USCIS Can’t Get Enough of Unlimited Ag Visas
A curious memo from U.S. Citizenship and Immigration Services (USCIS) recently touted “expansion of labor pathways” for foreign farmworkers into the U.S. The announcement was odd because there are no caps on H-2A visas, so talk of “expansion” seems superfluous, if not nonsensical.
Beyond that, the memo promoted a lone nonprofit group that has received government funding to “defray costs for employers.” The group, Cierto, says its mission is to “actively develop and maintain a professional, career-oriented agricultural workforce committed to return to [U.S.] farms year after year.”
How much taxpayer money is Cierto getting, and to do what exactly? And why is the nonprofit singled out for this “whole of government effort”? Neither USCIS nor Cierto have responded to these queries.
“It is unusual, to say the least, for the government to publicly pick favorites among non-governmental entities,” notes Rob Law at the Center for Immigration Studies.
Cierto, on its website, describes itself as “one of North America’s leading recruiters, dedicated to assisting employers with the federal H-2A visa program.” Without providing any numbers, the nonprofit says, “We recruit, train and place experienced workers on farms in the United States.”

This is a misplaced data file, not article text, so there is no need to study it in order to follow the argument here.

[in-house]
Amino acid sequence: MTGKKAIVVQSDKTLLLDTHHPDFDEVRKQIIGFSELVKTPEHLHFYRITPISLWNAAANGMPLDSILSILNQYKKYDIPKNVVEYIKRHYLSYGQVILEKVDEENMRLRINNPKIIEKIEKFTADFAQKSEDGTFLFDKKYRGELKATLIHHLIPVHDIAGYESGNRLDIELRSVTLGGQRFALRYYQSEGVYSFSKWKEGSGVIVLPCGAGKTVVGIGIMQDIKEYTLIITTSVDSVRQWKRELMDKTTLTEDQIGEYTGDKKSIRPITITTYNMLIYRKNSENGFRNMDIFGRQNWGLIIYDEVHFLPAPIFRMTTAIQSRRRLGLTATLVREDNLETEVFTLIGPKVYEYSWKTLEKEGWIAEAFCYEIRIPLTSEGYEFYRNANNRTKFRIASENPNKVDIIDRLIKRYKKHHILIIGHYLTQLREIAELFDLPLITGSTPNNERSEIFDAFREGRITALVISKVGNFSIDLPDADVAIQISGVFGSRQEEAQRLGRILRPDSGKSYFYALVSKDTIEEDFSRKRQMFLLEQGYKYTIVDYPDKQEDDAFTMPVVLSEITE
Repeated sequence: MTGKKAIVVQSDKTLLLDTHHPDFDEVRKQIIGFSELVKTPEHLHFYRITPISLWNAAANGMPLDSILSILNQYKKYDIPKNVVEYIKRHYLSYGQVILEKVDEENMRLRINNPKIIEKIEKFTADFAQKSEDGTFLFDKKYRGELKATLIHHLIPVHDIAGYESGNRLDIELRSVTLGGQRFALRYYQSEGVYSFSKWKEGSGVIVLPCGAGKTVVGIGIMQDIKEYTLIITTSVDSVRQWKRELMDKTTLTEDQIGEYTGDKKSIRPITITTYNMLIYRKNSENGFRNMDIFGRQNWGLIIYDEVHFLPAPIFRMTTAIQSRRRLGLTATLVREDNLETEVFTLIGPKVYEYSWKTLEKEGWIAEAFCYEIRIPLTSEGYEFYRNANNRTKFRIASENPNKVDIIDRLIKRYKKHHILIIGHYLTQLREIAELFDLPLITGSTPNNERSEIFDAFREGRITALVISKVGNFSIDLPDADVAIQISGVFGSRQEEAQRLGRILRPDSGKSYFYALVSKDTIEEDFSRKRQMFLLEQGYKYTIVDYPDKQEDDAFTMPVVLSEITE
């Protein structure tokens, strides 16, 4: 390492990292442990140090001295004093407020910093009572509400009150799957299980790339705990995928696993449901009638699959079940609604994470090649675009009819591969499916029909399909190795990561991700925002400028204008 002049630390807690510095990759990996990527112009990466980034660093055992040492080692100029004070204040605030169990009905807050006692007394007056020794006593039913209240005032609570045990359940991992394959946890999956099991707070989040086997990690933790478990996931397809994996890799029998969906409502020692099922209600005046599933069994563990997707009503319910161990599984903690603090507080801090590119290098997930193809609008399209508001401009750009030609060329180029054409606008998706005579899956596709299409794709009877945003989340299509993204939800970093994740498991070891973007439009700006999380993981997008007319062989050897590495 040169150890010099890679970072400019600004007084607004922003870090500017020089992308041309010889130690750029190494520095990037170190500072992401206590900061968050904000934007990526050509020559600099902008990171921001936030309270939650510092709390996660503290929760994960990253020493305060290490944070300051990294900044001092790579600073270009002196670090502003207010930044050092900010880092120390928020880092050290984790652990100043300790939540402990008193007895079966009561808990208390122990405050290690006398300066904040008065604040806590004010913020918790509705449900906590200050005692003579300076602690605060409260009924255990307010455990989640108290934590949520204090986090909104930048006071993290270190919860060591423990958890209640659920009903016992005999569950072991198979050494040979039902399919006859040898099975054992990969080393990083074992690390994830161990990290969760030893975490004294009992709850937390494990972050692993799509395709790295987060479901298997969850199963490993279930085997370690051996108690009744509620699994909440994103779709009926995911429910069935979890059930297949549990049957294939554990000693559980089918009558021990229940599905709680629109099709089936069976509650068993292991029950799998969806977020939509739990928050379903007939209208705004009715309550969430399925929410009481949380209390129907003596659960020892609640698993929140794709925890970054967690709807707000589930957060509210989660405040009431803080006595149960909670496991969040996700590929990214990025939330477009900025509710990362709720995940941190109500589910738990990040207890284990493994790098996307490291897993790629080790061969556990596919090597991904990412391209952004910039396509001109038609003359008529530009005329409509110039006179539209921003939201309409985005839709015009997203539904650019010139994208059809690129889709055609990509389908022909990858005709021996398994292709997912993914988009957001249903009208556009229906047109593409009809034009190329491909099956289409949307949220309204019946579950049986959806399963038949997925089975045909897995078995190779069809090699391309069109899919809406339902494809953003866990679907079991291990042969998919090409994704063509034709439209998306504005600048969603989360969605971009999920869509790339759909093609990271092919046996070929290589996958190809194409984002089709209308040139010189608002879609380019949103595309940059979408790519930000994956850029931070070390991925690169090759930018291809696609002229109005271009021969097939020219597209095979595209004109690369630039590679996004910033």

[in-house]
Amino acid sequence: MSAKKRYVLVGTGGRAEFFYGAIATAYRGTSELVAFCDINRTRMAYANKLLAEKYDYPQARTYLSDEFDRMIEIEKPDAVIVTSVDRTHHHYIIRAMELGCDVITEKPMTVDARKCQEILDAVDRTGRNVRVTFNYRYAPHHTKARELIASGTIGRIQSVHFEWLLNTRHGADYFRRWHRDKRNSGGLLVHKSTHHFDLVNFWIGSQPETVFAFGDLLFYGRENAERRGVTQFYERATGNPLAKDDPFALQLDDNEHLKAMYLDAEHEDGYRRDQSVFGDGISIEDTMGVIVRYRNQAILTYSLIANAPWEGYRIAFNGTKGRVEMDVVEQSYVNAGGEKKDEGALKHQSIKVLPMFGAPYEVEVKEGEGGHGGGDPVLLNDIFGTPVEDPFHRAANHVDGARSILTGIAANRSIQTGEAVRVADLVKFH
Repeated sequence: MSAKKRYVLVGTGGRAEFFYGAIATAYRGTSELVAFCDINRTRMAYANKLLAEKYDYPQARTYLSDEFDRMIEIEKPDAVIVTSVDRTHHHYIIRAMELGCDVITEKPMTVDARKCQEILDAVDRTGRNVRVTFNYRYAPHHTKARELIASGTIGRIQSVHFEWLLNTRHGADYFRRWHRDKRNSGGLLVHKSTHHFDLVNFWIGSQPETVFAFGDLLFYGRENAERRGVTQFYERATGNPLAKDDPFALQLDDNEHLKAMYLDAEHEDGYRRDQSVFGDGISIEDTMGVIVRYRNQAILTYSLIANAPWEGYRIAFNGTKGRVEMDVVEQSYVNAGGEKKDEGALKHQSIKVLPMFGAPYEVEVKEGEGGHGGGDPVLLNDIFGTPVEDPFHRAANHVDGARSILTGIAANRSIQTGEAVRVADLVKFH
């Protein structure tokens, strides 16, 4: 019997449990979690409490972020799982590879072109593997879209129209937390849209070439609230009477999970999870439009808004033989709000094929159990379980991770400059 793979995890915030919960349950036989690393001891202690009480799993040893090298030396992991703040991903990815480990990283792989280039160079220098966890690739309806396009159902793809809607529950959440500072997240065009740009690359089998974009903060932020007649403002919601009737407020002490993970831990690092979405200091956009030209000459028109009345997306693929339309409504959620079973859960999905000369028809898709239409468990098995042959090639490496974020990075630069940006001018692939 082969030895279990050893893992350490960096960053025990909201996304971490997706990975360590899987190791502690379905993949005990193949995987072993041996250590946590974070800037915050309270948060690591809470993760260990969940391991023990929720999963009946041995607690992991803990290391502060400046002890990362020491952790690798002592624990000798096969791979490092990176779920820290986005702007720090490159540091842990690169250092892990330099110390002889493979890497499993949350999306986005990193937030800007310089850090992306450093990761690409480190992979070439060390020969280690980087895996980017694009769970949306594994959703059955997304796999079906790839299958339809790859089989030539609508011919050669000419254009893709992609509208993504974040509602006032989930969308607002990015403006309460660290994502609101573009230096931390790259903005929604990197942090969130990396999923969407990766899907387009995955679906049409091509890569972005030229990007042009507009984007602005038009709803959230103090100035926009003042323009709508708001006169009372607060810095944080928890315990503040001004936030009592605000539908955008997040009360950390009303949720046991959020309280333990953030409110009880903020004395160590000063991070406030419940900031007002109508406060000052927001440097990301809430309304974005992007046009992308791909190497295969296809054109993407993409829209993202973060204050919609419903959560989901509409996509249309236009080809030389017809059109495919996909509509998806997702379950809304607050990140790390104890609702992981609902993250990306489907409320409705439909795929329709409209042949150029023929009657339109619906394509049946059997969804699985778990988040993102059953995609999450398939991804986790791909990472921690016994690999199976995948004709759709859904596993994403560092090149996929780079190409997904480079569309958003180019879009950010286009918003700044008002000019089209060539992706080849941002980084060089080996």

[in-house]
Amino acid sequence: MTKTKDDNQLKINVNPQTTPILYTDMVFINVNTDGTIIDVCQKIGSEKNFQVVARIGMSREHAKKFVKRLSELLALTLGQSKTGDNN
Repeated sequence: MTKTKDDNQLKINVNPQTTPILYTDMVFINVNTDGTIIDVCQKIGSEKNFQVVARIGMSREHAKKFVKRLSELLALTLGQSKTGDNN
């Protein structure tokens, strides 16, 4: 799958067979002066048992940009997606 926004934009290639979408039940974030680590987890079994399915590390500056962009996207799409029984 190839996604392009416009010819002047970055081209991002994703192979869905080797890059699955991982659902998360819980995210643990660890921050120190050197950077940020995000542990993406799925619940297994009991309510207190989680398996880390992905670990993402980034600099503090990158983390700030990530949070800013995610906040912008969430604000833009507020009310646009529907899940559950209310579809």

For its part, the USCIS memo states, “We want the expansion of temporary worker programs to be coupled with worker protections and ethical recruitment practices.”
That’s a nice sentiment. But while paying lip service to safeguarding foreign laborers, the “whole of government effort” says nothing about the protection or employment of U.S. citizens wanting to work for a living wage.
Meantime, multifarious federal agencies are manifestly failing to halt the importation and exploitation of teenage illegal aliens who work dirt cheap in this country’s ag sector.
It’s easy work to write a memo that, in Law’s words, “reads like an April Fool’s joke.” Rather than shilling for a favored foreign labor broker, a serious “whole of government effort” to enforce U.S. immigration and labor laws must be Job One.